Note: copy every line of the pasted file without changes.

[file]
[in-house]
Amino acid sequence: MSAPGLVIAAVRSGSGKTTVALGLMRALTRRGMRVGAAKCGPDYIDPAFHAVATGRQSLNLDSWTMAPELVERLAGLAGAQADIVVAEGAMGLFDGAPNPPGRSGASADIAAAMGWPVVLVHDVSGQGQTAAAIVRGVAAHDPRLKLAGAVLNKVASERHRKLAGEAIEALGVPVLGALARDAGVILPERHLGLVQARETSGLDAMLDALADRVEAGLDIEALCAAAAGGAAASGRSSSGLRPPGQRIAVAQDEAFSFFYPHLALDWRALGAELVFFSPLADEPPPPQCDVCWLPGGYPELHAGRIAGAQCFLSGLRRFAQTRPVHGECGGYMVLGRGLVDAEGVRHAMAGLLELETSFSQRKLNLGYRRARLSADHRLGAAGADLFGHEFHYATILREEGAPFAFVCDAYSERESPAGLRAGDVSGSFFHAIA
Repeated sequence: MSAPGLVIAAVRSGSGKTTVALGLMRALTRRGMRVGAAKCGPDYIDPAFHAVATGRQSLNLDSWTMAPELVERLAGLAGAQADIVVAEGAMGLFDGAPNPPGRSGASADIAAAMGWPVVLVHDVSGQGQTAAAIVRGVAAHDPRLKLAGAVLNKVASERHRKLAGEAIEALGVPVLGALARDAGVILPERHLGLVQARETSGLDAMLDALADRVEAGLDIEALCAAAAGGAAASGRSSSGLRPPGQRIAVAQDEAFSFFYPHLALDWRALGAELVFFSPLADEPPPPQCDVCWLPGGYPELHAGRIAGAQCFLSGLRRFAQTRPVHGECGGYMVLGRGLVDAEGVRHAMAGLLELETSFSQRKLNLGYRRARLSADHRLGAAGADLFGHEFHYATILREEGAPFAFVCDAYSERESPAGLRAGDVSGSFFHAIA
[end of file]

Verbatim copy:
[in-house]
Amino acid sequence: MSAPGLVIAAVRSGSGKTTVALGLMRALTRRGMRVGAAKCGPDYIDPAFHAVATGRQSLNLDSWTMAPELVERLAGLAGAQADIVVAEGAMGLFDGAPNPPGRSGASADIAAAMGWPVVLVHDVSGQGQTAAAIVRGVAAHDPRLKLAGAVLNKVASERHRKLAGEAIEALGVPVLGALARDAGVILPERHLGLVQARETSGLDAMLDALADRVEAGLDIEALCAAAAGGAAASGRSSSGLRPPGQRIAVAQDEAFSFFYPHLALDWRALGAELVFFSPLADEPPPPQCDVCWLPGGYPELHAGRIAGAQCFLSGLRRFAQTRPVHGECGGYMVLGRGLVDAEGVRHAMAGLLELETSFSQRKLNLGYRRARLSADHRLGAAGADLFGHEFHYATILREEGAPFAFVCDAYSERESPAGLRAGDVSGSFFHAIA
Repeated sequence: MSAPGLVIAAVRSGSGKTTVALGLMRALTRRGMRVGAAKCGPDYIDPAFHAVATGRQSLNLDSWTMAPELVERLAGLAGAQADIVVAEGAMGLFDGAPNPPGRSGASADIAAAMGWPVVLVHDVSGQGQTAAAIVRGVAAHDPRLKLAGAVLNKVASERHRKLAGEAIEALGVPVLGALARDAGVILPERHLGLVQARETSGLDAMLDALADRVEAGLDIEALCAAAAGGAAASGRSSSGLRPPGQRIAVAQDEAFSFFYPHLALDWRALGAELVFFSPLADEPPPPQCDVCWLPGGYPELHAGRIAGAQCFLSGLRRFAQTRPVHGECGGYMVLGRGLVDAEGVRHAMAGLLELETSFSQRKLNLGYRRARLSADHRLGAAGADLFGHEFHYATILREEGAPFAFVCDAYSERESPAGLRAGDVSGSFFHAIA